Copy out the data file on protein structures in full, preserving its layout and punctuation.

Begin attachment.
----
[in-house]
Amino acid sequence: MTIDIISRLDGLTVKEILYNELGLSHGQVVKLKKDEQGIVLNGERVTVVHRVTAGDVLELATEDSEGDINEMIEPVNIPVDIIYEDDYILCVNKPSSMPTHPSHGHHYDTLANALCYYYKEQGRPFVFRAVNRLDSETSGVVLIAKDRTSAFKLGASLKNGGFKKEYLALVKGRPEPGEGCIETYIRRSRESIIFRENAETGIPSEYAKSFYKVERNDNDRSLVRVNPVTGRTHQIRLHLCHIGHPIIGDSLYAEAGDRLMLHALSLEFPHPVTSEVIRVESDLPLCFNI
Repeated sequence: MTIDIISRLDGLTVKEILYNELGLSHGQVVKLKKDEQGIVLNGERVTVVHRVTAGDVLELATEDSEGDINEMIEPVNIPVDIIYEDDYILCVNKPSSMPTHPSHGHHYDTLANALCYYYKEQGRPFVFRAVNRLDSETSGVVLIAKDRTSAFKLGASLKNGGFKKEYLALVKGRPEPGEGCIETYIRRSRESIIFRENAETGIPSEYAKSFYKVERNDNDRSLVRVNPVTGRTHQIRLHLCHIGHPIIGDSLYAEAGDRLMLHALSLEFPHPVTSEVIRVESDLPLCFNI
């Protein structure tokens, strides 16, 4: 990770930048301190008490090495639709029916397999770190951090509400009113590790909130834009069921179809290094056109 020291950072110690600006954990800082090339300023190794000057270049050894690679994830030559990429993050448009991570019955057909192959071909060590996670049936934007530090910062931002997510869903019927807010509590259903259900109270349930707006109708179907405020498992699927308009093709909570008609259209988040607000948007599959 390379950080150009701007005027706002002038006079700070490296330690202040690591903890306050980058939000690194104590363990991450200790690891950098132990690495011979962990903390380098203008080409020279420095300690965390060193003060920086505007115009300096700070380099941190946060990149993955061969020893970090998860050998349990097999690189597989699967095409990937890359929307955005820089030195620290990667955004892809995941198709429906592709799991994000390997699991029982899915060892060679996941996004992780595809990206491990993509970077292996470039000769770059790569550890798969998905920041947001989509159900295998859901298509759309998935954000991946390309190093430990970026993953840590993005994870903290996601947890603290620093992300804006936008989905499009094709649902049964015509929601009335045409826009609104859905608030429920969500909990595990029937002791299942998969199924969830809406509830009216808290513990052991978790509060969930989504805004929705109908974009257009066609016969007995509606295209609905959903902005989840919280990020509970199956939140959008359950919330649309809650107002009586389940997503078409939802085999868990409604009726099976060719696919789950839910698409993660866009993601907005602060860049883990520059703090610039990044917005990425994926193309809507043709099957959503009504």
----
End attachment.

[in-house]
Amino acid sequence: MTIDIISRLDGLTVKEILYNELGLSHGQVVKLKKDEQGIVLNGERVTVVHRVTAGDVLELATEDSEGDINEMIEPVNIPVDIIYEDDYILCVNKPSSMPTHPSHGHHYDTLANALCYYYKEQGRPFVFRAVNRLDSETSGVVLIAKDRTSAFKLGASLKNGGFKKEYLALVKGRPEPGEGCIETYIRRSRESIIFRENAETGIPSEYAKSFYKVERNDNDRSLVRVNPVTGRTHQIRLHLCHIGHPIIGDSLYAEAGDRLMLHALSLEFPHPVTSEVIRVESDLPLCFNI
Repeated sequence: MTIDIISRLDGLTVKEILYNELGLSHGQVVKLKKDEQGIVLNGERVTVVHRVTAGDVLELATEDSEGDINEMIEPVNIPVDIIYEDDYILCVNKPSSMPTHPSHGHHYDTLANALCYYYKEQGRPFVFRAVNRLDSETSGVVLIAKDRTSAFKLGASLKNGGFKKEYLALVKGRPEPGEGCIETYIRRSRESIIFRENAETGIPSEYAKSFYKVERNDNDRSLVRVNPVTGRTHQIRLHLCHIGHPIIGDSLYAEAGDRLMLHALSLEFPHPVTSEVIRVESDLPLCFNI
């Protein structure tokens, strides 16, 4: 990770930048301190008490090495639709029916397999770190951090509400009113590790909130834009069921179809290094056109 020291950072110690600006954990800082090339300023190794000057270049050894690679994830030559990429993050448009991570019955057909192959071909060590996670049936934007530090910062931002997510869903019927807010509590259903259900109270349930707006109708179907405020498992699927308009093709909570008609259209988040607000948007599959 390379950080150009701007005027706002002038006079700070490296330690202040690591903890306050980058939000690194104590363990991450200790690891950098132990690495011979962990903390380098203008080409020279420095300690965390060193003060920086505007115009300096700070380099941190946060990149993955061969020893970090998860050998349990097999690189597989699967095409990937890359929307955005820089030195620290990667955004892809995941198709429906592709799991994000390997699991029982899915060892060679996941996004992780595809990206491990993509970077292996470039000769770059790569550890798969998905920041947001989509159900295998859901298509759309998935954000991946390309190093430990970026993953840590993005994870903290996601947890603290620093992300804006936008989905499009094709649902049964015509929601009335045409826009609104859905608030429920969500909990595990029937002791299942998969199924969830809406509830009216808290513990052991978790509060969930989504805004929705109908974009257009066609016969007995509606295209609905959903902005989840919280990020509970199956939140959008359950919330649309809650107002009586389940997503078409939802085999868990409604009726099976060719696919789950839910698409993660866009993601907005602060860049883990520059703090610039990044917005990425994926193309809507043709099957959503009504």